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Hacking for the long haul: TreeHacks’ Team Flagtrip has plans for the future

(ROBERT SHI/The Stanford Daily)
The program for Flagtrip totals 70,000 lines of code. (ROBERT SHI/The Stanford Daily)

Going in for the long haul, a returning team to TreeHacks 2016 laid stakes on a more complex and expansible project that integrated multiple companies’ software. The Flagtrip team consisted of Andrew Luo ’17 and Dan Shiferaw ’17, along with Crystal Qian and Jonathan Tang, both juniors studying computer science at Princeton. Luo, Shiferaw and Tang are returning teammates from TreeHacks 2015, with Qian joining the team this year.

Their project, Flagtrip, is a real-time travel planning experience for multiple users to pin down travel destinations and keep track of logistical information such as flight data, Uber pricing and Airbnb stays.

After brainstorming a list of around 20 ideas, the team decided to create a program that the members felt was applicable to themselves. Luo thought his experiences of going to conventions and traveling involved mostly solitary planning even though several people attended the trips with him.

“Every summer, I go to Penny Arcade Expo (PAX), a gaming convention in Seattle, and it’s always one person who figures out the plane tickets and hotels and [tells] everyone else to Venmo them,” Luo said. “This way, it’s more collaborative. And you rarely travel alone, so I thought this would be useful, especially for college students.”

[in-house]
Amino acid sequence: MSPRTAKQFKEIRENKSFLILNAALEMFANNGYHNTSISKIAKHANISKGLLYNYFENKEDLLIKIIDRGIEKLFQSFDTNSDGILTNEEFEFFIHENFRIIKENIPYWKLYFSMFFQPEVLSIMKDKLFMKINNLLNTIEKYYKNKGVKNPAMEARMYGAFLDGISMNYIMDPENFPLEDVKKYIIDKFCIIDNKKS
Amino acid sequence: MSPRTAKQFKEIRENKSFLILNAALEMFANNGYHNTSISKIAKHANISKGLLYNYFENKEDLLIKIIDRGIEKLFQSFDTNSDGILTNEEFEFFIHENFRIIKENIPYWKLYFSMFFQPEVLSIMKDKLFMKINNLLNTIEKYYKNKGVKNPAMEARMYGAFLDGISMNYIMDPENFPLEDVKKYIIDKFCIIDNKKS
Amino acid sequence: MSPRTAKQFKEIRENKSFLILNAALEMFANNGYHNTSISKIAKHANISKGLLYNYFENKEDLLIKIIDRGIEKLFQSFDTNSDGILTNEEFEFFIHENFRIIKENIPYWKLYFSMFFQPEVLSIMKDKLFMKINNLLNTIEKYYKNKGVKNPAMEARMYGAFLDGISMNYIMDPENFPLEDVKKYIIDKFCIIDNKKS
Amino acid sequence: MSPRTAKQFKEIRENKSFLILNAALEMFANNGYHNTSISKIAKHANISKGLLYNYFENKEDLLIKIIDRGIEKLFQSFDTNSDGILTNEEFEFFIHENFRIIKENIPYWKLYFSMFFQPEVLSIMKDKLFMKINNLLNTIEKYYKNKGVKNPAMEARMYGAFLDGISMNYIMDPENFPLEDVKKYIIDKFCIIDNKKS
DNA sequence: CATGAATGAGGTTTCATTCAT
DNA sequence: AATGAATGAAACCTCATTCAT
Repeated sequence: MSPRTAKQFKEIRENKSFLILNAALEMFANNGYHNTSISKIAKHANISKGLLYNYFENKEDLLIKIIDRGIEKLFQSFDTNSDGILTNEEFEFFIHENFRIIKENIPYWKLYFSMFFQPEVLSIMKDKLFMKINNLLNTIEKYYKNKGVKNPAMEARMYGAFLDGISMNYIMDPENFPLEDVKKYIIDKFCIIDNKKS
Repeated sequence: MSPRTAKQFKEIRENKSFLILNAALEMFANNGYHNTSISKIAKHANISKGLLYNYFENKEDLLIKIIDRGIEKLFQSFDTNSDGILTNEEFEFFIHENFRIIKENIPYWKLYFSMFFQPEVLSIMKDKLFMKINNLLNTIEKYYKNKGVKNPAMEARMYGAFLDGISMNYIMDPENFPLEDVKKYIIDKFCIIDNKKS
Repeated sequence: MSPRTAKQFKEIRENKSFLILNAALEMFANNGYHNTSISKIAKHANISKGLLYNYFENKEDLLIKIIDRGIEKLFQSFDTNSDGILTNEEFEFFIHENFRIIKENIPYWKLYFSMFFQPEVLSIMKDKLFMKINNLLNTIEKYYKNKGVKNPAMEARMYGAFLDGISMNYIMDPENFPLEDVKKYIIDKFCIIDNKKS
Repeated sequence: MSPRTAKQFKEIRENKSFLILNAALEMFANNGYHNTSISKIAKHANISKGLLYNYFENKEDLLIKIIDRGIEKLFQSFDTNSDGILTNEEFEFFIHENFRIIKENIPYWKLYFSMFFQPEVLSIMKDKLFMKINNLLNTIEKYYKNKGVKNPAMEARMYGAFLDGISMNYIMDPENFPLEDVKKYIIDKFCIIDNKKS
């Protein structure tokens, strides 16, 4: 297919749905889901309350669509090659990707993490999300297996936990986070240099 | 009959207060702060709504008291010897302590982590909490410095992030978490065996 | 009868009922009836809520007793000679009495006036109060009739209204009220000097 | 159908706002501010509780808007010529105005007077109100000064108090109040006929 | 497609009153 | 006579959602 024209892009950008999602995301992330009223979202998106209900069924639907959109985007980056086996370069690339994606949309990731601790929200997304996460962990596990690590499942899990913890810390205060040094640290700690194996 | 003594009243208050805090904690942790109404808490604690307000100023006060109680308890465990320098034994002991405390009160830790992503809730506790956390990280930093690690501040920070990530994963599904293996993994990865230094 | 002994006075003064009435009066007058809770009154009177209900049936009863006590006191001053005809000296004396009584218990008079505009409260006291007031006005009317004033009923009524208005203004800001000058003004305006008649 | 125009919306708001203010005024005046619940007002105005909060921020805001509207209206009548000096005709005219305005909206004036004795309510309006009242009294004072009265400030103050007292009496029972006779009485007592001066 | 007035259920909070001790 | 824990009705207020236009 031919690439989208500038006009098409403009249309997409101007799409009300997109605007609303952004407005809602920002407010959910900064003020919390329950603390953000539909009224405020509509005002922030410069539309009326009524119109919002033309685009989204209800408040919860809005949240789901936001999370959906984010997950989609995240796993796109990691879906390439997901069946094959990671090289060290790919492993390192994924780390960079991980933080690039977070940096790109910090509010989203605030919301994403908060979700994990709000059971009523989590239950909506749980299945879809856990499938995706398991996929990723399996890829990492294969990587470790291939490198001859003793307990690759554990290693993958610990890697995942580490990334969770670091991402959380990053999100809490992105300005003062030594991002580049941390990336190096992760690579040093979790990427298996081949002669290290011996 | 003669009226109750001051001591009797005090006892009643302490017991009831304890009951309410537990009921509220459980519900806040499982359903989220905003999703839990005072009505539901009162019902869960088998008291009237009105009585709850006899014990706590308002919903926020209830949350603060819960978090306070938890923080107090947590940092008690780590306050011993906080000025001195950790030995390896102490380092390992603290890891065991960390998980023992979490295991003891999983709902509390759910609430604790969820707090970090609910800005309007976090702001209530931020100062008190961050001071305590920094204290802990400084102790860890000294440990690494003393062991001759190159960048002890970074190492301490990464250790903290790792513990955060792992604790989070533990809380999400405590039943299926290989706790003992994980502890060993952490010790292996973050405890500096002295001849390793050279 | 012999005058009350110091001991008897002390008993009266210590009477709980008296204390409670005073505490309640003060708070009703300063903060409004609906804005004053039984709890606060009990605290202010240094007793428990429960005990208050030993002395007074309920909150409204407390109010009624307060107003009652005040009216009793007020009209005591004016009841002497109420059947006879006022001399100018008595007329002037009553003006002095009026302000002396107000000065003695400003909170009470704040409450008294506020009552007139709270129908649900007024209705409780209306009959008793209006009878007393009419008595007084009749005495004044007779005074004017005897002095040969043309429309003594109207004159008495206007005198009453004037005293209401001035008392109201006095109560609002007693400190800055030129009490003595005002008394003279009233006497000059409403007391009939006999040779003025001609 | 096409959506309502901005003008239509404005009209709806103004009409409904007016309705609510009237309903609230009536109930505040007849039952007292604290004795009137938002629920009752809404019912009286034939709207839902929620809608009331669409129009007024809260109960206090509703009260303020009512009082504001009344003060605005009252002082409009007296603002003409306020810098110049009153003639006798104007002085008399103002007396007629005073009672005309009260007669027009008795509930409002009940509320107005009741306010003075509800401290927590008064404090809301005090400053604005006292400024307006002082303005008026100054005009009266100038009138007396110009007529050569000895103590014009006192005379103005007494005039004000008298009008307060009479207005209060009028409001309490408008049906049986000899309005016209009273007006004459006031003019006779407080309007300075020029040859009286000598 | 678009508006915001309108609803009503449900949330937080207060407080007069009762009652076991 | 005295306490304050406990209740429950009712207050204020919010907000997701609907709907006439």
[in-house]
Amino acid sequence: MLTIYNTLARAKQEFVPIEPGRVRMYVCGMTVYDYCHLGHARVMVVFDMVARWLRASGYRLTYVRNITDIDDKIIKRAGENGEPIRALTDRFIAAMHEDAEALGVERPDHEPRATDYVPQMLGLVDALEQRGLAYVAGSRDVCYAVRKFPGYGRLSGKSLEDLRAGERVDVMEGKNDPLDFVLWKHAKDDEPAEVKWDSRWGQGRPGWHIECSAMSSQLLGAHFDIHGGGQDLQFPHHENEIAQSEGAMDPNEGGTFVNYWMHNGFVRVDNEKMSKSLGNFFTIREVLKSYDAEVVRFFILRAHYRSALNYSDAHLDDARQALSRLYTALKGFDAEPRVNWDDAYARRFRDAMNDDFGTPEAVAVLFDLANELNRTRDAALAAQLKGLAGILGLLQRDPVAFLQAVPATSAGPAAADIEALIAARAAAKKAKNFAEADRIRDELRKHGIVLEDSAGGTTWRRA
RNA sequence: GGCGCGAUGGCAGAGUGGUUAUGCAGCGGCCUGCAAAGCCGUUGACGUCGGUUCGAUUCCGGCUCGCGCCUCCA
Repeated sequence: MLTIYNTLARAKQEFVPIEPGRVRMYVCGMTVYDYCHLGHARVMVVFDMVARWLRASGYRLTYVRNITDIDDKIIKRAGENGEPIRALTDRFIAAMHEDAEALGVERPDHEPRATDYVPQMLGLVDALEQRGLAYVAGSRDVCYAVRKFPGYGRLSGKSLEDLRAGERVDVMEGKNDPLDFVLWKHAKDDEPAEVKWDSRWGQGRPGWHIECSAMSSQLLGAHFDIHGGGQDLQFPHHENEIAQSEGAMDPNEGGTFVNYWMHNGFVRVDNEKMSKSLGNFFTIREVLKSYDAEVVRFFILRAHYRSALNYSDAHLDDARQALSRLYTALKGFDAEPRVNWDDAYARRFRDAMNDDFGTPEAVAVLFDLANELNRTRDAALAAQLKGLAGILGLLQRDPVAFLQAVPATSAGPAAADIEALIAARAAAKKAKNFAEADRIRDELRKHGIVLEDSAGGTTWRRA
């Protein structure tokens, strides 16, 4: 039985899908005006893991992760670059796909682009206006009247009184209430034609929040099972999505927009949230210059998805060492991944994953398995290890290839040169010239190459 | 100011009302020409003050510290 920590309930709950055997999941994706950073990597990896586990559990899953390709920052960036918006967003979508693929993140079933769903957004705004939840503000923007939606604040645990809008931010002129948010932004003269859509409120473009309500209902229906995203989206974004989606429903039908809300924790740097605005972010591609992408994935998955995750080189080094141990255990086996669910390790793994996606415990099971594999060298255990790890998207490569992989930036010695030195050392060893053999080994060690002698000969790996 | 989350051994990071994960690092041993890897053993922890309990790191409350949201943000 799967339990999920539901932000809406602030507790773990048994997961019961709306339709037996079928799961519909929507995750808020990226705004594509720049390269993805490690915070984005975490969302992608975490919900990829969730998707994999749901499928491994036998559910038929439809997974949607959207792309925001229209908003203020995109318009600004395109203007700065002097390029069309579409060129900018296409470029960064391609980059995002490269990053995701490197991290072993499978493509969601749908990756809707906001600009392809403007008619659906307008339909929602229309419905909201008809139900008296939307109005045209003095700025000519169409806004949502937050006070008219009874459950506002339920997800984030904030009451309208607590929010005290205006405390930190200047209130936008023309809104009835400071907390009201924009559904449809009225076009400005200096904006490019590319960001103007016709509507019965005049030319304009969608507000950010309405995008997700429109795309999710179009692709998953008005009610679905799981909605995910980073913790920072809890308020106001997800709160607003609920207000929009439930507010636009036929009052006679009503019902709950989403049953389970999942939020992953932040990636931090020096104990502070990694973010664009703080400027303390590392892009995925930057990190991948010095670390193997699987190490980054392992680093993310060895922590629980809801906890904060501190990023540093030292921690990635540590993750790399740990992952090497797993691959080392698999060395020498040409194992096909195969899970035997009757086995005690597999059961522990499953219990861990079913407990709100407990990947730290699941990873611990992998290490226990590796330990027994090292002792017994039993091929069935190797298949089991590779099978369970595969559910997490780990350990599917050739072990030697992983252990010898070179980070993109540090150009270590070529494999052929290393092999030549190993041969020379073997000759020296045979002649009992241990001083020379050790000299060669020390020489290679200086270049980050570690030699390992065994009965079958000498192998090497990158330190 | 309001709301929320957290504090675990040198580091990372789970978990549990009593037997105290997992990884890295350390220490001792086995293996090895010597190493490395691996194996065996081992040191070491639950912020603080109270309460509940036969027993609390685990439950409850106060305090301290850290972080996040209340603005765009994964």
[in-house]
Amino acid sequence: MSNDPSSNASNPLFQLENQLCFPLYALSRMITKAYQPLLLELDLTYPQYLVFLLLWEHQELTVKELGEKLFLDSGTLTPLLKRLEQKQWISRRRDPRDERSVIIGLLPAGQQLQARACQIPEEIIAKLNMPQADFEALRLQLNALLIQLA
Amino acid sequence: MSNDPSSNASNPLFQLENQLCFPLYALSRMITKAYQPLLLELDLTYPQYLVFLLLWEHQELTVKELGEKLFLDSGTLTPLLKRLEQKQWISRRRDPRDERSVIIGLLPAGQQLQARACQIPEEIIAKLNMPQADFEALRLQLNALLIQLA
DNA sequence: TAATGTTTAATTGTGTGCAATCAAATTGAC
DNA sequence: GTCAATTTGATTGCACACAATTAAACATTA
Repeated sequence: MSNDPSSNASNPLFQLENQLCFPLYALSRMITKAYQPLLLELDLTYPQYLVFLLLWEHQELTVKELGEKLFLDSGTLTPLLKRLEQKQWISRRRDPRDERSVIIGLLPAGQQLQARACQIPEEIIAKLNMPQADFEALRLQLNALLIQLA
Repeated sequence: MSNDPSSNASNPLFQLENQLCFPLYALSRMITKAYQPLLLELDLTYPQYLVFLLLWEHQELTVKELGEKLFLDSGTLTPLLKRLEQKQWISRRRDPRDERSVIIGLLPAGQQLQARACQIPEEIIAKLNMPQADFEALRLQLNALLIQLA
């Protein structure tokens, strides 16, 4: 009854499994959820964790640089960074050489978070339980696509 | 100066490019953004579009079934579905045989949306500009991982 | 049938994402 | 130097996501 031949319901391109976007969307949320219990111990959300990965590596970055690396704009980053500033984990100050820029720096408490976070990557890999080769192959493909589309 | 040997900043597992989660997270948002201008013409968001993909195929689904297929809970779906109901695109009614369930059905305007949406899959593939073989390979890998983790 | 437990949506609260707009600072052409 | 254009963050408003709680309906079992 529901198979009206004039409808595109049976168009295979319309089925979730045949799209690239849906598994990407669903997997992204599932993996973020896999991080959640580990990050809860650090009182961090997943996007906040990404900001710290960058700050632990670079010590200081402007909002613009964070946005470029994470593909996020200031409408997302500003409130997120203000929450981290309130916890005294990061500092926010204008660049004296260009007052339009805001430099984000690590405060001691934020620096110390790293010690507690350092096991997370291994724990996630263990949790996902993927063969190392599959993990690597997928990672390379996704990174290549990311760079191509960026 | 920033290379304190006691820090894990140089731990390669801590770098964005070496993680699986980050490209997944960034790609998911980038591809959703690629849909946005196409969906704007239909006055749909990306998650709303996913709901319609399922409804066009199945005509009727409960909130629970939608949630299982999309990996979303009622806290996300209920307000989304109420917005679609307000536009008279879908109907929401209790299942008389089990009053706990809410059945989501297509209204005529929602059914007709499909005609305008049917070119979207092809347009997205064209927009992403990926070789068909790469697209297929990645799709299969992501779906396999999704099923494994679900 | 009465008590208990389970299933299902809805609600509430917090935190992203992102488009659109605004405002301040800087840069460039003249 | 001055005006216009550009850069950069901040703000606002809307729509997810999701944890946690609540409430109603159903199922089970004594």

Each member’s specific expertise allowed the group to focus on different areas of the project more efficiently. The three members’ previous experience as teammates also meant that members knew each other’s work preferences.

“I think we got really lucky,” Tang said. “I know Ruby on Rails and back-end databases, Andrew likes front-end, Crystal is good with design, and Dan has been to three hackathons, so he’s just ready to learn everything. We didn’t plan the division of labor so perfectly, but it is quite nice.”

Including design and layout, the 70,000-line program for Flagtrip contains far more complex code compared to the group’s project last year, which focused on Facebook applications to generate statuses based on Shakespearean English. In contrast, Flagtrip required the pooling of logistical data from different companies including Uber, Airbnb, Google, Facebook and Sendgrid.

“Our project this time is definitely more well-rounded compared to last time,” Shiferaw said. “Last year, we had an app that did one thing well.”

In addition to its length, Flagtrip included the incorporation of a makeshift Airbnb application programming interface (API). An API consists of a set of app-specific building blocks often offered by tech companies to help programmers further expand their projects. However, Airbnb did not provide a public API for use, so the team needed to scrape together a back-end access point.

“It was a little difficult to parse [the data from Airbnb] — that’s why we only have average price — but I’m sure that with a little bit more time, we can include more,” Luo said.

While the short timeframe of most hackathons can be seen as favorable to smaller projects, some teams at TreeHacks, such as Flagtrip, decided to begin more extended and comprehensive programs with potential for future development.

“The more we built on it, the more we came to like it,” Luo said.

 

Contact Ariel Liu at aliu15 ‘at’ stanford.edu.

Click here for more stories from TreeHacks 2016.

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